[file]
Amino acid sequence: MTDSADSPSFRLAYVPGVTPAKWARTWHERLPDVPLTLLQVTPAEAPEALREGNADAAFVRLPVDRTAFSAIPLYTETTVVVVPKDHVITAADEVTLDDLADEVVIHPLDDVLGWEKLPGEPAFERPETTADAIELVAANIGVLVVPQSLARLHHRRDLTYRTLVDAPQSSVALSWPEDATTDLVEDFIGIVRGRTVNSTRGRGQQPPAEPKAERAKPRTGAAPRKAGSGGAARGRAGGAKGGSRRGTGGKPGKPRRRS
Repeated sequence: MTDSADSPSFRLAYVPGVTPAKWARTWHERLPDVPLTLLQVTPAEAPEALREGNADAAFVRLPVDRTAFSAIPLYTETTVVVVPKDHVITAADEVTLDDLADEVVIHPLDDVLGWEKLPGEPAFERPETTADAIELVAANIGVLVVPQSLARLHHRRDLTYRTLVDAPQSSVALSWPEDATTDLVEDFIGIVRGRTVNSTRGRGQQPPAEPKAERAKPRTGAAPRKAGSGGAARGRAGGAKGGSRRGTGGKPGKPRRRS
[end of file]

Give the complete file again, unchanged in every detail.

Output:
Amino acid sequence: MTDSADSPSFRLAYVPGVTPAKWARTWHERLPDVPLTLLQVTPAEAPEALREGNADAAFVRLPVDRTAFSAIPLYTETTVVVVPKDHVITAADEVTLDDLADEVVIHPLDDVLGWEKLPGEPAFERPETTADAIELVAANIGVLVVPQSLARLHHRRDLTYRTLVDAPQSSVALSWPEDATTDLVEDFIGIVRGRTVNSTRGRGQQPPAEPKAERAKPRTGAAPRKAGSGGAARGRAGGAKGGSRRGTGGKPGKPRRRS
Repeated sequence: MTDSADSPSFRLAYVPGVTPAKWARTWHERLPDVPLTLLQVTPAEAPEALREGNADAAFVRLPVDRTAFSAIPLYTETTVVVVPKDHVITAADEVTLDDLADEVVIHPLDDVLGWEKLPGEPAFERPETTADAIELVAANIGVLVVPQSLARLHHRRDLTYRTLVDAPQSSVALSWPEDATTDLVEDFIGIVRGRTVNSTRGRGQQPPAEPKAERAKPRTGAAPRKAGSGGAARGRAGGAKGGSRRGTGGKPGKPRRRS